Skip to main content

After Suez Canal Crisis, Freight Rates Are Sky High. When Will Fees Fall?

In the aftermath of the Suez Canal blockage and bottleneck, port congestion is expected to remain a concern until at least mid-May and carrier schedules are unlikely to return to near-normal operations before mid-June, particularly on the Asia-Europe route, according to a new report from Everstream Analytics.

A month after maritime traffic in the canal was unexpectedly suspended for six days, the effects of the shipping snafu continue to ripple through global supply chains. On April 3, the last of the 360 ships stuck in the Suez Canal at the end of March finally transited the crucial gateway, normalizing operations that were disrupted for almost a week and held up trade valued at more than $9 billion per day.

Everstream, which delivers a range of predictive analytics solutions for supply chain and logistics professionals, said congestion levels have started to affect container gateways in Europe and Southeast Asia, such as Rotterdam, Holland and Singapore, due to simultaneous vessel arrivals. Terminals in Rotterdam are likely to have the highest risk of congestion, as ocean carriers are considering a strategy that involves offloading cargo at major hub ports, skipping subsequent port calls and turning ships around early to return to Asian export hubs.

In Asia, the Port of Singapore, which is expected to receive the largest number of vessel calls on Eastbound services, has also faced an uptick in vessel berthing times over the past 18 days, with vessels now spending 60 hours on average outside the port, compared to 42 hours on April 8, the report noted.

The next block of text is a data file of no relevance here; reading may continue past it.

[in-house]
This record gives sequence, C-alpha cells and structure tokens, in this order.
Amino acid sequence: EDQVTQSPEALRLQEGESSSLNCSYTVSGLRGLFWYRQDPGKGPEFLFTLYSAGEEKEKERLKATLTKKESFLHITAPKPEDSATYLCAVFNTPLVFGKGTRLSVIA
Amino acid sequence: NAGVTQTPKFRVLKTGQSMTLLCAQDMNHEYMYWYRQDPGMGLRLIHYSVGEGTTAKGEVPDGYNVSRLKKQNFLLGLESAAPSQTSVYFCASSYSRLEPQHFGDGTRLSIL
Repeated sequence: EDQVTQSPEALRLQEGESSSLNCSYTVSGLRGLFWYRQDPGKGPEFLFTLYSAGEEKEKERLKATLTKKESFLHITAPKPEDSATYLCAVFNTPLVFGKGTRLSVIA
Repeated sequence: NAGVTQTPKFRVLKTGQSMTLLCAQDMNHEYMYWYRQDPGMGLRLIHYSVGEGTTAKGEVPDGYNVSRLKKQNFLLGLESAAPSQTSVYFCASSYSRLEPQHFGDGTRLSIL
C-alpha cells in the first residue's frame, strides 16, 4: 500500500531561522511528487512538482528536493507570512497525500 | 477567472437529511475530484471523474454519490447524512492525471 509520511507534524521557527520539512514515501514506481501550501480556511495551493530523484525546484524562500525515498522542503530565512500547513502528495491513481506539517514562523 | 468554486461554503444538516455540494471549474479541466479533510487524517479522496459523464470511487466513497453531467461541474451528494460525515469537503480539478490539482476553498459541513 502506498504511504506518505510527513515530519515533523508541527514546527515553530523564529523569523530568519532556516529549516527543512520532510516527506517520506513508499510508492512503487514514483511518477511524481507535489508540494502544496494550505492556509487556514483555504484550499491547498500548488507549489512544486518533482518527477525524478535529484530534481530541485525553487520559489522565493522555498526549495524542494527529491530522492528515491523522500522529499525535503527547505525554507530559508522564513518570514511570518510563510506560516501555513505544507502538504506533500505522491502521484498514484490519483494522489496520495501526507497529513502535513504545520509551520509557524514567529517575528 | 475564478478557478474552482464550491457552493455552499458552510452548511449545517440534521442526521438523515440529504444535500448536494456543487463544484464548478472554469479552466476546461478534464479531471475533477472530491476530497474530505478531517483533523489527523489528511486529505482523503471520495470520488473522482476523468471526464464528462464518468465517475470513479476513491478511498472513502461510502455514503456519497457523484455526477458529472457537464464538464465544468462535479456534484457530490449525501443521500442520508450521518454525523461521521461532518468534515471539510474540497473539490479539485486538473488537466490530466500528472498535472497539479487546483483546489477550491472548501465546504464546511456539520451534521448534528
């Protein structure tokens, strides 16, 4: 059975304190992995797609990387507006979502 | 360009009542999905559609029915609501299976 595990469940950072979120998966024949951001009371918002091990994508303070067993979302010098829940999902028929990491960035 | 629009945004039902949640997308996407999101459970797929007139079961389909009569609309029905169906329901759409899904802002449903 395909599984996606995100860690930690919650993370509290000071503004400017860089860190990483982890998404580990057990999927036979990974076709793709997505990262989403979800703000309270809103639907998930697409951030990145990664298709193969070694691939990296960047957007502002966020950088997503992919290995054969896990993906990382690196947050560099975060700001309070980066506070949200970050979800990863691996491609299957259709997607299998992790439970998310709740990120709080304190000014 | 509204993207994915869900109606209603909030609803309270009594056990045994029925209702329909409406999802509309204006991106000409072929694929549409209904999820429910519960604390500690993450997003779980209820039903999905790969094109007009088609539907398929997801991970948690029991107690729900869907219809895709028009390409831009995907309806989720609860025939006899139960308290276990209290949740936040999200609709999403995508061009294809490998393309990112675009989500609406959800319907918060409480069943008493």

Related Stories

“As empty containers have been held for longer than usual at European ports, Asian export gateways such as Shanghai and Busan, South Korea, will experience scarcity of container equipment in the coming weeks,” the report said.

Spot rates on the Asia-Europe ocean cargo trade lane have been rising due to a lack of capacity following the Suez Canal closure, pushing up rates in the air cargo market as shippers convert ocean cargo to air freight shipments.

Drewry’s composite World Container Index (WCI) inched up 0.2 percent or $8 to $4,913.07 per 40-foot container or equivalent unit (FEU) for the week ended April 22. The average composite index of the WCI, assessed by Drewry for year-to-date, was $5,096 per FEU, which is $3,292 higher than the five-year average of $1,804.

Freight rates on the Shanghai to Genoa, Italy, route rose $264 to $7,919 per FEU, while rates on the Shanghai-Los Angeles trade lane increased $71 to $4,209 per FEU. Rates on Rotterdam to New York rose $19 to $2,642 per FEU.

Conversely, rates on Shanghai to Rotterdam dropped $147 to come in at $7,831 per FEI and Shanghai-New York rates fell $78 to $6,255 per FEU.

Everstream said the availability of containers at Asian export hubs is likely to improve toward the end of May, especially when the long queue of vessels outside U.S. West Coast ports carrying hundreds of thousands of containers starts to clear.

“However, no significant decrease in ocean cargo spot rates should be expected until the fourth quarter of 2021, as carriers continue to be in the driver’s seat, meticulously managing the supply and demand balance with a clear focus on maximizing profits,” Everstream said.

Meanwhile, air cargo rates have risen in April following the Ever Given’s grounding, as shippers looked to convert critical shipments from ocean to air. Everstream said this is particularly true on the Hong Kong to North America lane. Figures from the Baltic Exchange Air Freight Index (BAI) showed that average prices in mid-April were higher than at any point during 2020’s demand surge amid the export boom of personal protective equipment between March and June.